Trips to the library were exciting escapades of what new books I would find and bring back for the week! The children knew every Monday meant new books to read and rushed to the carpet with anticipation. I was excited too! They were wide eyed during “Where the Wild Things Are,” and it was amazing to hear the way they said the words along with me during “Chicken Little” and “The Mitten.” We laughed heartily as we encouraged the very curious pigeon to NOT drive the bus or to share his beloved hotdog and bellowed “NO!!” as David chewed with his mouth open or ran to the bus in his underwear.

I used every opportunity to teach them new words and encouraged them to use the new words in sentences throughout the day. Their vocabulary exploded and I had a blast observing it. Hearing them use the word “fantastic” to describe their chicken nuggets and their friend’s artwork warmed my heart. It just doesn’t get any better than story time.

As I numbered my paper with great anticipation at the start of the game that day what didn’t occur to me was that I was surrounded by early childhood experts and we all were equally aware of the great importance of reading to young children. They too had many they knew and favored and had as vast wealth of children’s literature knowledge as I did. While I did fend well, proudly the only one who knew of the great “Skippyjon Jones,” I did not win the game. I did learn of several new books to add to my cherished collection and realized while we all know and value the importance of reading to young children, it also impacted us personally as well.

By the end of the shower we all were discussing our own personal favorites as children, as parents and as educators and I walked away with new titles to seek out and explore, even with my older children. Remember that developing the love of reading starts at a young age but can be continued throughout life as they grow and develop into elementary students, adolescents and adults.

What are some of your favorite stories to share with your children and students? What ones have you seen really impact them as well as challenge them to think and reflect? What ones really just made you all laugh, funny but all the while teaching them (and you!) to find humor and comedy in life and sometimes in yourselves?

Perhaps at your next staff meeting you could initiate a fun quiz for your staff about their story book knowledge. You may find out a lot more about children’s literature, your fellow coworkers and yourself. I mean, “Holy frijoles!” when it comes to reading, what have you got to lose?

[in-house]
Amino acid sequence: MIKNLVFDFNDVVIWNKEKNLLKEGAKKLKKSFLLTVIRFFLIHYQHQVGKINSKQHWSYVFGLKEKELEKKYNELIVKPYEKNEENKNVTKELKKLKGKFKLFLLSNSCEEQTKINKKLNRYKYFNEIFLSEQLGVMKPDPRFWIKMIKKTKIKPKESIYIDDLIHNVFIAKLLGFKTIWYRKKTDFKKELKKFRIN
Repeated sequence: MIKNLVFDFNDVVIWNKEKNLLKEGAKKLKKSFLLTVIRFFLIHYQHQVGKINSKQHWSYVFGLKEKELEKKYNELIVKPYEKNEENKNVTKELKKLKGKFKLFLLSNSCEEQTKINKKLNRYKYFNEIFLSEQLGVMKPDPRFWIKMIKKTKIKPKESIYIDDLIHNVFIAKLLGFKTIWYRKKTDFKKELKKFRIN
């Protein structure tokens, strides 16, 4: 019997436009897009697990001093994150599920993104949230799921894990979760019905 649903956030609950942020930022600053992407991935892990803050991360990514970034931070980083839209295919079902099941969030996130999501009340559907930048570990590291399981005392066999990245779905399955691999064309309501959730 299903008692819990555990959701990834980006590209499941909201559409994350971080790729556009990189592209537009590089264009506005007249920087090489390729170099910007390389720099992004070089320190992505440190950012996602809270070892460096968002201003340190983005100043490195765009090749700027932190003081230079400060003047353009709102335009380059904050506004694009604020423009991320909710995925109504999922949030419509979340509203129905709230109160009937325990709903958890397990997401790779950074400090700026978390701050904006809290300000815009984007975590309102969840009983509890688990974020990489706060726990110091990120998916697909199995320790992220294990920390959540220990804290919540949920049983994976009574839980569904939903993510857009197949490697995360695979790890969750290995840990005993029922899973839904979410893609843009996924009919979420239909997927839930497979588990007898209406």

Shouldn’t every month be National Reading Month?

There is so much energy and time invested in promoting reading as the single most important activity one can do (and it is!), and yet so little time is actually spent reading! Many states and organizations promote a single month or day for reading, but these months and days are random and do not correlate to anything specific.

Reading shouldn’t happen in planned out Hallmark-holiday style. Reading is something that happens all day every day. Reading month, like many other randomized celebrations (Black History Month, Valentine’s day, Father’s Day or Movember, for example) is not something that you should be made aware of for just one day or one month. Reading, like heritage and disease, is something that should be done, discussed and acted upon every day of every month!

Shouldn't every month be National Reading Month?

There is a ton of research into how and why. Not only is reading good fun, the language and literacy skills needed to do it well are important skills to acquire for future success in school and life. Reading also helps soothe the mind, takes you to faraway places or back in time to witness great moments, and ordinary ones, too.

I wonder why we think that giving reading such short thrift will provide us with the results we desire. If we want to see a higher percentage of early language comprehension and a higher percentage of reading at level in third grade, we should read every day (these and more outcomes are in the Strive Report Card). Reading also contributes to higher scores on the SAT, ACT and the NAEP, and with children in the United States trailing our global neighbors, it’s never been more important.

With the onslaught of technology and how rapidly our youth have taken to it we might be at a crossroads. But somewhere between winning texting awards and writing fluent essays we must hold on to what we know leads one to a life of success. So read to your children and provide them opportunities to talk about their world.

– Josh